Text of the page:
Dennis Gout

Dennis Gout

Master of Science - Biomedical Sciences


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Personal profile

Research interests

My research is focused on the improvement of a neutrophil-targeting, bi-specific antibody therapy for cancers by the addition of an immuno-active payload to the antibody. 

Seeing as they constitute 60 to 70% of all circulating leukocytes, neutrophils are criminally underrated and underused in the development of immune therapies. Especially since they've been proven to be capable of Antibody-Dependent Cellular Cytotoxicity (ADCC) of tumor cells via a mechanism known as trogocytosis or frustrated phagocytosis, where they quite literally rip the tumor cells apart. An important fact to mention is that neutrophils are only strongly activated by antibodies of the IgA isotype, which is never used in therapies due to it having a very short half-life in patients.
We've developed a new, promising antibody therapy that is able to strongly activate neutrophils whilst retaining the long half-life associated with regular antibody therapies. However, in testing this antibody we noticed an interesting phenomenon. Innate immune cells were being recruited to the tumor, but were unable to infiltrate into it.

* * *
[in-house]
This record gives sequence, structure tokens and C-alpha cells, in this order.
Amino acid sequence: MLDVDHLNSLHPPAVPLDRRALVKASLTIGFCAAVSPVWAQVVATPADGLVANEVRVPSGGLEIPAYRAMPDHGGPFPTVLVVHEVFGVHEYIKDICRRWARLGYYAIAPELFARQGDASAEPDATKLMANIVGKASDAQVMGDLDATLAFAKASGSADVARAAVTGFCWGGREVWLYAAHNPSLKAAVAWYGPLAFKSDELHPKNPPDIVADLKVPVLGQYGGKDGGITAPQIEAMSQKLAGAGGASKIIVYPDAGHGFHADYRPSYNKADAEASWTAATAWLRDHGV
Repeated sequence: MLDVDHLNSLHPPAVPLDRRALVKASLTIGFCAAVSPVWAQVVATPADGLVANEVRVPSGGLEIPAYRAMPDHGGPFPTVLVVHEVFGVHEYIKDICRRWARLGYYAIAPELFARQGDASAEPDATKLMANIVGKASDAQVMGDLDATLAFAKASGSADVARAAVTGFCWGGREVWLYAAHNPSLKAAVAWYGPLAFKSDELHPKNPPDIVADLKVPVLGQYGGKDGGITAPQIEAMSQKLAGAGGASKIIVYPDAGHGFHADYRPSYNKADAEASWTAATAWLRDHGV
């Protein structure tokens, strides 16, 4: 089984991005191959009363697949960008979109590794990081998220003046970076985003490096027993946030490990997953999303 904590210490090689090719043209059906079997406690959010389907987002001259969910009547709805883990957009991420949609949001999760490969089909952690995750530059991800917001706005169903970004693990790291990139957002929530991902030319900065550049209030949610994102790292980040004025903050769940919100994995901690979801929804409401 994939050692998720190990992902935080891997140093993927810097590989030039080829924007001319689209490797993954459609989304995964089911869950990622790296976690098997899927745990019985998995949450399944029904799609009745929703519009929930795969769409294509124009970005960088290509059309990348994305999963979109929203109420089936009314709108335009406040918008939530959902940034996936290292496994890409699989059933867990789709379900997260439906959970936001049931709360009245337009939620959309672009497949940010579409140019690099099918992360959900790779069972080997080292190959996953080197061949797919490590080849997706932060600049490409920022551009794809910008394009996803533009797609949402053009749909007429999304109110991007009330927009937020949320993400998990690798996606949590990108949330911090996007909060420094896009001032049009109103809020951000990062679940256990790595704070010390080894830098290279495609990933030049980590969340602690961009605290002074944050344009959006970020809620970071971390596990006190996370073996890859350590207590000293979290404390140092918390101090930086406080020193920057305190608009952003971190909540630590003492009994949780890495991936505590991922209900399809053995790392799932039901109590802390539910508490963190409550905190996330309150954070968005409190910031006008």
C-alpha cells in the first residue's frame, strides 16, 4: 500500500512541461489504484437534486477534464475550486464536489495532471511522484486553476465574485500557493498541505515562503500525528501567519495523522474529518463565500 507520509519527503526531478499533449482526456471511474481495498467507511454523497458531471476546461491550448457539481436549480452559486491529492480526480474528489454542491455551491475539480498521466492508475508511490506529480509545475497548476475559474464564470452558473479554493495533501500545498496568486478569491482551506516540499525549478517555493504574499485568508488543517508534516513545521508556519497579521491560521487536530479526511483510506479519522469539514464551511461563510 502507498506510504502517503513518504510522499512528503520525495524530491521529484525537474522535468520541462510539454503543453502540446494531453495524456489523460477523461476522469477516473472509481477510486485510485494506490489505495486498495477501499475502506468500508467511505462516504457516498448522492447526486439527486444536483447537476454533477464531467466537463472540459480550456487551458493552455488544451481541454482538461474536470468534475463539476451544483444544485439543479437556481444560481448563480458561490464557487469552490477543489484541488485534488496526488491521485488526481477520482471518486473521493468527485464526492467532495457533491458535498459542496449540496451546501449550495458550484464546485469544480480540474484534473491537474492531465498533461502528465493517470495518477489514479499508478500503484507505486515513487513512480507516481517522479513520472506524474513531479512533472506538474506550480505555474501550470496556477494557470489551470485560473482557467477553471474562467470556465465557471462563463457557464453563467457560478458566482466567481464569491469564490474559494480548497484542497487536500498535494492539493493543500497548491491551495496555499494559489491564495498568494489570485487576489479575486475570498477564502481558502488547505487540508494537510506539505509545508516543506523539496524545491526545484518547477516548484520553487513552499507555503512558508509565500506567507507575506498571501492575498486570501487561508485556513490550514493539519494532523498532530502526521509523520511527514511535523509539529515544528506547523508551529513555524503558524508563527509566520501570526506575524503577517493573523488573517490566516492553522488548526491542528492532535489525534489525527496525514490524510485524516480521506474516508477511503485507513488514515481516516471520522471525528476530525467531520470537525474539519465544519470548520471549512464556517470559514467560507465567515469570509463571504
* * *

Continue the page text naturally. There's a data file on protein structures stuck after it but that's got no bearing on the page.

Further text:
My research investigates methods to improve upon this promising antibody therapy by adding an immuno-active payload to the antibody, creating an immunocytokine. This immuno-active payload can be any of the tens of cytokines or chemokines described in literature. And seeing as every cyto- or chemokine has a very distinct effect on the immune system, we are able to very specifically skew the immune response to our therapy. 

Expertise related to UN Sustainable Development Goals

In 2015, UN member states agreed to 17 global Sustainable Development Goals (SDGs) to end poverty, protect the planet and ensure prosperity for all. This person’s work contributes towards the following SDG(s):

  • SDG 3 - Good Health and Well-being


  • QR180 Immunology
  • Neutrophils
  • Antibody-therapy
  • Cancer
  • Immunocytokine

Collaborations and top research areas from the last five years

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